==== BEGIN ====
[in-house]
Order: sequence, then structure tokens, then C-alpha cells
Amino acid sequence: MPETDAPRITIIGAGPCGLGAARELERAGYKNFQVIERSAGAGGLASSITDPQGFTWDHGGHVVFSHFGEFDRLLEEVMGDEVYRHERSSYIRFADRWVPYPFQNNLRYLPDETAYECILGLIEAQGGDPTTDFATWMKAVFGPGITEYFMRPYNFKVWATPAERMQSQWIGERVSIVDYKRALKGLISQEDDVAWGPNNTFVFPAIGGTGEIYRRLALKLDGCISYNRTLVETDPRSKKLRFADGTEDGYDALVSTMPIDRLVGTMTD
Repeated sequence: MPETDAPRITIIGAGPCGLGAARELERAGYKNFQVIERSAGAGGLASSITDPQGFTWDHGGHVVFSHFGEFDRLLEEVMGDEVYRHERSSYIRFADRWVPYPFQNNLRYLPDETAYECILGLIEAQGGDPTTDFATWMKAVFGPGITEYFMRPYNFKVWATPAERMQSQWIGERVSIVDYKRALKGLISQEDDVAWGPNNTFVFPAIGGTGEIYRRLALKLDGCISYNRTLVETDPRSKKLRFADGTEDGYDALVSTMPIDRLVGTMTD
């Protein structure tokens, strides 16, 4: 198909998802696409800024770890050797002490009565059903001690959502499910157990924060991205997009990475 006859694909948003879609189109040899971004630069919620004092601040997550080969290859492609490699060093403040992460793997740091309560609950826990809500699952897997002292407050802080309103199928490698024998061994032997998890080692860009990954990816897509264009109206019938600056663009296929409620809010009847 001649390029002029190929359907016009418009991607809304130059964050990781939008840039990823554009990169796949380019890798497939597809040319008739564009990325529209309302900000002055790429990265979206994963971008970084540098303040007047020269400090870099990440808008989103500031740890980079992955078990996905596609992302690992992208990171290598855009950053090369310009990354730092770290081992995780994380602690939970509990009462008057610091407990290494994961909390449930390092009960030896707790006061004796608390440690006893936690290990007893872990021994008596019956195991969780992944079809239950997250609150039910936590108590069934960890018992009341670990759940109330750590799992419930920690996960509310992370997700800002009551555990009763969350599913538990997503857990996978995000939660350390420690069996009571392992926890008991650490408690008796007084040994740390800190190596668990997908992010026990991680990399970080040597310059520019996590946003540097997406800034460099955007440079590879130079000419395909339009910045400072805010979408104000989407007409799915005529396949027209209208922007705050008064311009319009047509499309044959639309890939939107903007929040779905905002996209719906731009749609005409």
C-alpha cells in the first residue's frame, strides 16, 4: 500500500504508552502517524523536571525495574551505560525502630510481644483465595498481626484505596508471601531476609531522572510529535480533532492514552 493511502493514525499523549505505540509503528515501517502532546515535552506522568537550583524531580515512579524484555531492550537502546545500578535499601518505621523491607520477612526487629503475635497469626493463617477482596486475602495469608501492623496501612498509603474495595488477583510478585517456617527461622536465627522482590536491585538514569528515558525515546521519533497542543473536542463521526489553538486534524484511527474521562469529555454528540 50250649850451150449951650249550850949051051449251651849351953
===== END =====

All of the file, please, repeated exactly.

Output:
[in-house]
Order: sequence, then structure tokens, then C-alpha cells
Amino acid sequence: MPETDAPRITIIGAGPCGLGAARELERAGYKNFQVIERSAGAGGLASSITDPQGFTWDHGGHVVFSHFGEFDRLLEEVMGDEVYRHERSSYIRFADRWVPYPFQNNLRYLPDETAYECILGLIEAQGGDPTTDFATWMKAVFGPGITEYFMRPYNFKVWATPAERMQSQWIGERVSIVDYKRALKGLISQEDDVAWGPNNTFVFPAIGGTGEIYRRLALKLDGCISYNRTLVETDPRSKKLRFADGTEDGYDALVSTMPIDRLVGTMTD
Repeated sequence: MPETDAPRITIIGAGPCGLGAARELERAGYKNFQVIERSAGAGGLASSITDPQGFTWDHGGHVVFSHFGEFDRLLEEVMGDEVYRHERSSYIRFADRWVPYPFQNNLRYLPDETAYECILGLIEAQGGDPTTDFATWMKAVFGPGITEYFMRPYNFKVWATPAERMQSQWIGERVSIVDYKRALKGLISQEDDVAWGPNNTFVFPAIGGTGEIYRRLALKLDGCISYNRTLVETDPRSKKLRFADGTEDGYDALVSTMPIDRLVGTMTD
């Protein structure tokens, strides 16, 4: 198909998802696409800024770890050797002490009565059903001690959502499910157990924060991205997009990475 006859694909948003879609189109040899971004630069919620004092601040997550080969290859492609490699060093403040992460793997740091309560609950826990809500699952897997002292407050802080309103199928490698024998061994032997998890080692860009990954990816897509264009109206019938600056663009296929409620809010009847 001649390029002029190929359907016009418009991607809304130059964050990781939008840039990823554009990169796949380019890798497939597809040319008739564009990325529209309302900000002055790429990265979206994963971008970084540098303040007047020269400090870099990440808008989103500031740890980079992955078990996905596609992302690992992208990171290598855009950053090369310009990354730092770290081992995780994380602690939970509990009462008057610091407990290494994961909390449930390092009960030896707790006061004796608390440690006893936690290990007893872990021994008596019956195991969780992944079809239950997250609150039910936590108590069934960890018992009341670990759940109330750590799992419930920690996960509310992370997700800002009551555990009763969350599913538990997503857990996978995000939660350390420690069996009571392992926890008991650490408690008796007084040994740390800190190596668990997908992010026990991680990399970080040597310059520019996590946003540097997406800034460099955007440079590879130079000419395909339009910045400072805010979408104000989407007409799915005529396949027209209208922007705050008064311009319009047509499309044959639309890939939107903007929040779905905002996209719906731009749609005409």
C-alpha cells in the first residue's frame, strides 16, 4: 500500500504508552502517524523536571525495574551505560525502630510481644483465595498481626484505596508471601531476609531522572510529535480533532492514552 493511502493514525499523549505505540509503528515501517502532546515535552506522568537550583524531580515512579524484555531492550537502546545500578535499601518505621523491607520477612526487629503475635497469626493463617477482596486475602495469608501492623496501612498509603474495595488477583510478585517456617527461622536465627522482590536491585538514569528515558525515546521519533497542543473536542463521526489553538486534524484511527474521562469529555454528540 50250649850451150449951650249550850949051051449251651849351953